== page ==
OPEC+ Technical Committee commits to production cuts by 159%

OPEC+ Technical Committee commits to production cuts by 159%

OPEC’s technical committee and non-OPEC oil producers said on Tuesday that its compliance with production cuts- at July’s rates- is 159%, higher than expected under a supply-cut deal.

A source from the Technical Committee confirmed that the rate of commitment to productions cut amounted to 159% in July, while producers from outside the organization implemented reductions by 166%, as Reuters quoted its Russian counterpart, TASS.

Saudi crude oil exports fell in June from a month earlier, while Saudi Arabia keeps producing less than 10 million bpd to help clear a global supply glut and boost oil prices, according to Reuters.

The kingdom of Saudi Arabia, the world’s largest crude exporter, exported 6.721 million bpd in June, down from 6.942 million bpd in May, according to the Joint Organizations Data Initiative Oil (JODI-Oil), and pumped 9.782 million bpd in June, up from 9.670 million bpd in May.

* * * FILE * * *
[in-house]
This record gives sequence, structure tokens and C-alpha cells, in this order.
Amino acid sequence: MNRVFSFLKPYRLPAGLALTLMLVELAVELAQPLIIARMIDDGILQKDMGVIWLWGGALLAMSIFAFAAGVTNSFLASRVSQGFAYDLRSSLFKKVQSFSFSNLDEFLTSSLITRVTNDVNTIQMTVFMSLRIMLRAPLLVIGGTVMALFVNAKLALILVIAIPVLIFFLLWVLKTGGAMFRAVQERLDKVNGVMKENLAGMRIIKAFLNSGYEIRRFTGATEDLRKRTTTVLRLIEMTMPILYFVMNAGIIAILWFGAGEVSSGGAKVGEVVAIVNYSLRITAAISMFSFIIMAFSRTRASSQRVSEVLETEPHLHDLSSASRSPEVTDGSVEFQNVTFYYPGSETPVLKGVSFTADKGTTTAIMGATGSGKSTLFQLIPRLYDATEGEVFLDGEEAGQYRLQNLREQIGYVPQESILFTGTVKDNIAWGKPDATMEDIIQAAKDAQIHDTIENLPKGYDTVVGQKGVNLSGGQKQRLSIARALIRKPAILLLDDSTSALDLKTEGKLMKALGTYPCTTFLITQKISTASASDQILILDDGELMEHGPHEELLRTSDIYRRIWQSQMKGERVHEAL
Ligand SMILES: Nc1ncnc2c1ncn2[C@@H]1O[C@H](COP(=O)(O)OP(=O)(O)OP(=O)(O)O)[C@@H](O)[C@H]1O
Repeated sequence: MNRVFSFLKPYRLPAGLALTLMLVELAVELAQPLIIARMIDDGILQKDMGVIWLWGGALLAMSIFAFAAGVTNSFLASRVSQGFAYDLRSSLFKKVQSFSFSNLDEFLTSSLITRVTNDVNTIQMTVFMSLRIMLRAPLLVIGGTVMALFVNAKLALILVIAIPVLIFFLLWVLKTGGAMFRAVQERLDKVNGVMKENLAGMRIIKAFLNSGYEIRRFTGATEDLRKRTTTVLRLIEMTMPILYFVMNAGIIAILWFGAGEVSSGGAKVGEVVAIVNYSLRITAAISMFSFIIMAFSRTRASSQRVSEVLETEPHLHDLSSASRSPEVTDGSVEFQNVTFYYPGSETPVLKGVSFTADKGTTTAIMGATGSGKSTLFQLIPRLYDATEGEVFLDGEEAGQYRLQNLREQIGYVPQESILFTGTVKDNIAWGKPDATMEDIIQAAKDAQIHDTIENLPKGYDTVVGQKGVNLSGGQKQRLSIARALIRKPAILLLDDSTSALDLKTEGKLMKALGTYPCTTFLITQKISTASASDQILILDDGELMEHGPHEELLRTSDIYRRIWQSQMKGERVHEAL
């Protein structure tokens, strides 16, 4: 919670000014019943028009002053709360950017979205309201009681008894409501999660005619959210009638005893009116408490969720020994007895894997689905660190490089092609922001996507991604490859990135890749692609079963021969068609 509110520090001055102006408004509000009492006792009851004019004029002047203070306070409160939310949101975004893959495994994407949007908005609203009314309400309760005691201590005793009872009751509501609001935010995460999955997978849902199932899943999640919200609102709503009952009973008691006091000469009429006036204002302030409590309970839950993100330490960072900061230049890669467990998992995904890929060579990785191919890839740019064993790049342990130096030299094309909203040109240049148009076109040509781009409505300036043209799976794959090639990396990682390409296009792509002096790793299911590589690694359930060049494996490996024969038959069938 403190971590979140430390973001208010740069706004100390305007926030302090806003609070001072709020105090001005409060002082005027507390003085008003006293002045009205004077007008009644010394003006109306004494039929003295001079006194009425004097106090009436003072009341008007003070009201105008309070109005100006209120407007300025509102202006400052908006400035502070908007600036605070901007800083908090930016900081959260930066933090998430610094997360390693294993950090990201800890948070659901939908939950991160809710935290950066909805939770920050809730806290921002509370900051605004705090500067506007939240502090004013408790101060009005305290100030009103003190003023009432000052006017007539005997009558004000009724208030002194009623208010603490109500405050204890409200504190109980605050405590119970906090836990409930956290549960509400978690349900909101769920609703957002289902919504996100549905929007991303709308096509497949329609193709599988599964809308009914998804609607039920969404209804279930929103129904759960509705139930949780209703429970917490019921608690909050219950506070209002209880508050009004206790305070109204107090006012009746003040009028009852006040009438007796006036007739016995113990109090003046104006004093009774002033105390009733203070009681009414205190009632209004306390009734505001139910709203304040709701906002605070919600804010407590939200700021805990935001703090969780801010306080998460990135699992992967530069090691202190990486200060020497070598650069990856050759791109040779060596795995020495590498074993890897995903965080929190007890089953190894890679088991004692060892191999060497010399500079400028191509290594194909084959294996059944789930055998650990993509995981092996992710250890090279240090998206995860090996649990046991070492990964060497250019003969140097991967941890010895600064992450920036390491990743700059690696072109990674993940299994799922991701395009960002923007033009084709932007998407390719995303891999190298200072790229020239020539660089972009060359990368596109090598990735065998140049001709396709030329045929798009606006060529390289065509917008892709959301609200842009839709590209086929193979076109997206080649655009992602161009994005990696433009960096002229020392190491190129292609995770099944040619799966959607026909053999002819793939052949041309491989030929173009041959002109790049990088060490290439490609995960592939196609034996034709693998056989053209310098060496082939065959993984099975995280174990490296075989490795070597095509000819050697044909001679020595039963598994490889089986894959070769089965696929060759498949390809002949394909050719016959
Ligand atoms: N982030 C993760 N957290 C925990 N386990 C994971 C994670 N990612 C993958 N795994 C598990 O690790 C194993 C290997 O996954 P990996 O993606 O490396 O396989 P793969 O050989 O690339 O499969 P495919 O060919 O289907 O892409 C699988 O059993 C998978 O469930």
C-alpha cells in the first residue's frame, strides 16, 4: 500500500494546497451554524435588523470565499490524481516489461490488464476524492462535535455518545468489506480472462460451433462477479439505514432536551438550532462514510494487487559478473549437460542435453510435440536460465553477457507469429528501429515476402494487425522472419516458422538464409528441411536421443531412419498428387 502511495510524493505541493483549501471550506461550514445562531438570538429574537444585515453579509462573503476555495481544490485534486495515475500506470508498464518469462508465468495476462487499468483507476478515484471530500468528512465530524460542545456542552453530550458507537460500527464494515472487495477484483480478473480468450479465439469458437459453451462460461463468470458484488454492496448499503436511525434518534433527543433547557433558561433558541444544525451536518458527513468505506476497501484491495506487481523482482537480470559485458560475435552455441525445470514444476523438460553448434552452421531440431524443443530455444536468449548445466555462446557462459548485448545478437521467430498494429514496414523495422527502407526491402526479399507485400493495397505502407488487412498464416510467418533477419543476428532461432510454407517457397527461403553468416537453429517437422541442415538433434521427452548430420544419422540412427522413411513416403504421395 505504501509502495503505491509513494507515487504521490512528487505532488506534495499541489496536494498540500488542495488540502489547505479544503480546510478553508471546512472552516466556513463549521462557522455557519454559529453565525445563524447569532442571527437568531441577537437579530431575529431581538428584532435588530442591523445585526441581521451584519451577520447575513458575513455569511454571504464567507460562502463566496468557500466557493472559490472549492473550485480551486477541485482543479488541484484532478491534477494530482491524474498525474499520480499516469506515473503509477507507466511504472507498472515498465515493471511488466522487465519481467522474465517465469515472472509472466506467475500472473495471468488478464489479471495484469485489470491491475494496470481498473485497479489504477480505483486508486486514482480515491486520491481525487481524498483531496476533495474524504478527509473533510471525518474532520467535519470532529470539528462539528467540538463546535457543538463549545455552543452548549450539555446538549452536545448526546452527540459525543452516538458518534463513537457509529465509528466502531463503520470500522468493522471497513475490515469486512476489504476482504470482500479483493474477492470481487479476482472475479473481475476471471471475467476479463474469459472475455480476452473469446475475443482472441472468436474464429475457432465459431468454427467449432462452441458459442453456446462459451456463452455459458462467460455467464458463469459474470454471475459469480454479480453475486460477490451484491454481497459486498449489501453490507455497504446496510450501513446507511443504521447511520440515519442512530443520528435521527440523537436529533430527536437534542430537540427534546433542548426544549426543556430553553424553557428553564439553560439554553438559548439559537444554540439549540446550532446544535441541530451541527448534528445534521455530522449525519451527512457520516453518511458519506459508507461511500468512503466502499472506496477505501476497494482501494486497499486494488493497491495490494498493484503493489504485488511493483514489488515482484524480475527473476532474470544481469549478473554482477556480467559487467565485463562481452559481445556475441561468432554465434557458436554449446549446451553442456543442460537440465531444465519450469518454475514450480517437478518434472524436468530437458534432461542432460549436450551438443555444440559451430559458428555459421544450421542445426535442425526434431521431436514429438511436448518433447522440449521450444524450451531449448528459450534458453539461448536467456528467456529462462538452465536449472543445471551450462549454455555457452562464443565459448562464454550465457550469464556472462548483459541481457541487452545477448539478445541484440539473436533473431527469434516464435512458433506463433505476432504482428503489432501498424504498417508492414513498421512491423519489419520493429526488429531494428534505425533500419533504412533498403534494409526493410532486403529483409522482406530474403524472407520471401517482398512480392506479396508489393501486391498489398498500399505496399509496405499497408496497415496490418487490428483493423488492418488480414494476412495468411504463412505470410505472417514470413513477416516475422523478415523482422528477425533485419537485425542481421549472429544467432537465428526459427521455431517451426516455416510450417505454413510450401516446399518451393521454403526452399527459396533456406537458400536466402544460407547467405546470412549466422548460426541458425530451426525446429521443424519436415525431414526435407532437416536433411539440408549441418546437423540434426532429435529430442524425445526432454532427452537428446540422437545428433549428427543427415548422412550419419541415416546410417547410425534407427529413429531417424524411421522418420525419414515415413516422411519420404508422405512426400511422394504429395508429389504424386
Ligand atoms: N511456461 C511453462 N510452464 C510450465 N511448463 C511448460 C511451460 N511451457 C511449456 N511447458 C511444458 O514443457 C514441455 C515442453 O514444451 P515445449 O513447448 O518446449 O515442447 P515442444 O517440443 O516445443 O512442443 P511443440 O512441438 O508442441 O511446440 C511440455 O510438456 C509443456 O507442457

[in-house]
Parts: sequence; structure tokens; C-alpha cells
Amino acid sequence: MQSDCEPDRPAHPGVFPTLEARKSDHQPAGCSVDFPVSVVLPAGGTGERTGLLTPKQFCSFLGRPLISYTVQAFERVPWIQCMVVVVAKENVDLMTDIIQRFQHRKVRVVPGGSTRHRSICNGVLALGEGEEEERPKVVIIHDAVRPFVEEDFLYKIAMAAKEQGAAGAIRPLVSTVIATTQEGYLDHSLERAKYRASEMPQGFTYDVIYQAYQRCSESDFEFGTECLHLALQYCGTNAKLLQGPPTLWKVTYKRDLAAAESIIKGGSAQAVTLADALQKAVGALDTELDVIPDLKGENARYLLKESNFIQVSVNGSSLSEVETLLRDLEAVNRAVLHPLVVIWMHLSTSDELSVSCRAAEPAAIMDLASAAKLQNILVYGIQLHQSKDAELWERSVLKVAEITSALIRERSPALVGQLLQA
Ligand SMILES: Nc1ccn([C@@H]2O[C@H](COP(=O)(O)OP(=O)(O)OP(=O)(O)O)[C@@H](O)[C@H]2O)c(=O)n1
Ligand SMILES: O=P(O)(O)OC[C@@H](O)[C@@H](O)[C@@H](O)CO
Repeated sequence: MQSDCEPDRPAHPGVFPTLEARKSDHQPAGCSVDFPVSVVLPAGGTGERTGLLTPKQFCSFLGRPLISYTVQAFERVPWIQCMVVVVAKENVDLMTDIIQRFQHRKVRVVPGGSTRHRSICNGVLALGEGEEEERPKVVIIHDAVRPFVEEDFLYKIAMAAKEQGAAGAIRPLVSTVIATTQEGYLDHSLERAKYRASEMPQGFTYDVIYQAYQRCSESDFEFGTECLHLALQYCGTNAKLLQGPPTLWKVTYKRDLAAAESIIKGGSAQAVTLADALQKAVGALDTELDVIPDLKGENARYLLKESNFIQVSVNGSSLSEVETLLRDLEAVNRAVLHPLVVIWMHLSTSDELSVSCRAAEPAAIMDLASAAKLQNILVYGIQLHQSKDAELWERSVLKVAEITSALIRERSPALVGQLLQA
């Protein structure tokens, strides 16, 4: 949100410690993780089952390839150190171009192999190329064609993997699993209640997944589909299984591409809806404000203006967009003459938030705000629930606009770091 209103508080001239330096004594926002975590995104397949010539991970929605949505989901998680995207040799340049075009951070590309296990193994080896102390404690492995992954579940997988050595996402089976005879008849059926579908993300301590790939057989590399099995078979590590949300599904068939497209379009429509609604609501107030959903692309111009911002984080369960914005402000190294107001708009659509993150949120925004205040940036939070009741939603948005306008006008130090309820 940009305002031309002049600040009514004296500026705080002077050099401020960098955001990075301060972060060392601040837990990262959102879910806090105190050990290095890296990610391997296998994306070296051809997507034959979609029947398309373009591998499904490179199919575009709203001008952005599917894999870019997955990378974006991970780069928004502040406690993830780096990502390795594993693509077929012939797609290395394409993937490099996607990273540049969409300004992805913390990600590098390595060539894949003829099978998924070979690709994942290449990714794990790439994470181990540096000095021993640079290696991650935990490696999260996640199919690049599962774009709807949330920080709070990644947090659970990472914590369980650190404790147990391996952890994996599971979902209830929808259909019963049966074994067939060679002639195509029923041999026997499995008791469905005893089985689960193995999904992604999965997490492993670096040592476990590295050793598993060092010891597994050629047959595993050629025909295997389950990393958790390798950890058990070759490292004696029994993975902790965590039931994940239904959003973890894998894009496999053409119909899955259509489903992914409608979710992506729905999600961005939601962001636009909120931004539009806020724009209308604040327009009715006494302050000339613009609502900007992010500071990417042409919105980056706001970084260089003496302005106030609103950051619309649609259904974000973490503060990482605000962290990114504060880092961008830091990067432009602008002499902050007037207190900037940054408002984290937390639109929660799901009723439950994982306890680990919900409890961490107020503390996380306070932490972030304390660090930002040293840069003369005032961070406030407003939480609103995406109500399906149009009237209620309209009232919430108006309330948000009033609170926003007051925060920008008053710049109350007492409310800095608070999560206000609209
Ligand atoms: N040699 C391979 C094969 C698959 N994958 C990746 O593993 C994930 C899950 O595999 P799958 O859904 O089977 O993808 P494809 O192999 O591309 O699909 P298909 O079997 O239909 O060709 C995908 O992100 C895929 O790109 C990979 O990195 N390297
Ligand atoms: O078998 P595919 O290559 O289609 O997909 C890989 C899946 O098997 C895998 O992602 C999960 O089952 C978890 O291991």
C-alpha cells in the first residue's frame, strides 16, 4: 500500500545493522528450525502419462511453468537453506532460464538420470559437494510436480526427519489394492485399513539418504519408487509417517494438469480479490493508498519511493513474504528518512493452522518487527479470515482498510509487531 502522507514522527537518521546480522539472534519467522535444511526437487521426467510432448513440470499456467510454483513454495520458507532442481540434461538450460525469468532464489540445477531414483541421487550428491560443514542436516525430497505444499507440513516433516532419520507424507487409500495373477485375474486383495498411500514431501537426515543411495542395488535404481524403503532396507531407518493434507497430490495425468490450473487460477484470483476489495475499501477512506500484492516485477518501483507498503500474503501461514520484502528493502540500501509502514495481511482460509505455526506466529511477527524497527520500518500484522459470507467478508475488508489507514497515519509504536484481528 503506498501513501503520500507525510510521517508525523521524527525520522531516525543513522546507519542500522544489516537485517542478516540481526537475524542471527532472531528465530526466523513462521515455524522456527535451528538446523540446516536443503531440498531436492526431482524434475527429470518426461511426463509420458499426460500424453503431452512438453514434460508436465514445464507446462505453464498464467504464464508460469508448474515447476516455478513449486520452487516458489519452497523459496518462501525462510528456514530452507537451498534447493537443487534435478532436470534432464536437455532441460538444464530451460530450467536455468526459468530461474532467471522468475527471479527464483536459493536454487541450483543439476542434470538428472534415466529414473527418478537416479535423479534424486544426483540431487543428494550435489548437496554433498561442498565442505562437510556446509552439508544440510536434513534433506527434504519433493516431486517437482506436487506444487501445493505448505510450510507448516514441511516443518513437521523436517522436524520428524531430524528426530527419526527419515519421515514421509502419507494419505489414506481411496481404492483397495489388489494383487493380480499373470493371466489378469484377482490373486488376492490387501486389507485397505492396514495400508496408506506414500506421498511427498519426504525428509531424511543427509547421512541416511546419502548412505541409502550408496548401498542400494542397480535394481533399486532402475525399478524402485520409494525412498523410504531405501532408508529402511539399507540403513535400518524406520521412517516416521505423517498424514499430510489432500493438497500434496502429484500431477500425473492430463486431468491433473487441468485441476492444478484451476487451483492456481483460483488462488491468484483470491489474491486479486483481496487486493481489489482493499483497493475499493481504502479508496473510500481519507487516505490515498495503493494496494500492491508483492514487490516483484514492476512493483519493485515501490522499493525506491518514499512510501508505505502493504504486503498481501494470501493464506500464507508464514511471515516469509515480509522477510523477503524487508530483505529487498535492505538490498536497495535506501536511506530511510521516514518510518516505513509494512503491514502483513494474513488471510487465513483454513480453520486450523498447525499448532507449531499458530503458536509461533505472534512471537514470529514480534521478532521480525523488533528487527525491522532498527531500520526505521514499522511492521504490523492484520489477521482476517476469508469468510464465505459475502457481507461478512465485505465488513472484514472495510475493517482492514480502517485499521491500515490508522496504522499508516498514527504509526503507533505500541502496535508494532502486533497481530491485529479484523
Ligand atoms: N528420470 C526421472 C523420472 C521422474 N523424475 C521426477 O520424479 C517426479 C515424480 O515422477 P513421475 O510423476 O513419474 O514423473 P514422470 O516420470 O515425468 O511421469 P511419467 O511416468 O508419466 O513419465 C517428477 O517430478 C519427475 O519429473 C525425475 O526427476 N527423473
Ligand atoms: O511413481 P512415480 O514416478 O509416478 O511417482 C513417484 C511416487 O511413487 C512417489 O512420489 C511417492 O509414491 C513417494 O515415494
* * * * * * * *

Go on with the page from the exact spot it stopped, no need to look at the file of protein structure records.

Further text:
The Agency quoted a Saudi oil official, earlier this month, that the Kingdom of Saudi Arabia intends to keep oil exports less than seven million bpd in August and September despite strong customer demand, to restore balance to the market.

  • July rates are higher than expected according to the supply-cut deal.

In July, OPEC and Russia-led allies agreed to extend oil production cuts until March 2020 to support crude prices as the global economy weakens and US output rises, according to monthly export figures provided by Saudi Arabia and other OPEC members for the JODI-Oil Initiative.

Oil prices rose on Tuesday on optimism about easing trade tensions between the United States and China and hopes that major economies will adopt stimulus measures to ward off a possible economic slowdown that could hurt oil demand.

Brent crude rose eight cents to $59.82 a barrel, and US crude rose nine cents to $56.30 a barrel, while the United States said that it would extend a deadline to allow Huawei Technologies to buy components from US companies.

The move, according to observers, signals a slight easing of the conflict between the world’s two largest economies. Also, crude prices have also supported the upward trend of equities around the world with growing expectations that global economies will move to address slowing growth.

A Reuters poll of seven analysts found that US crude inventories were expected to fall by 1.9 million barrels in the week ended on Aug. 19, while the American Petroleum Institute would release inventories data later.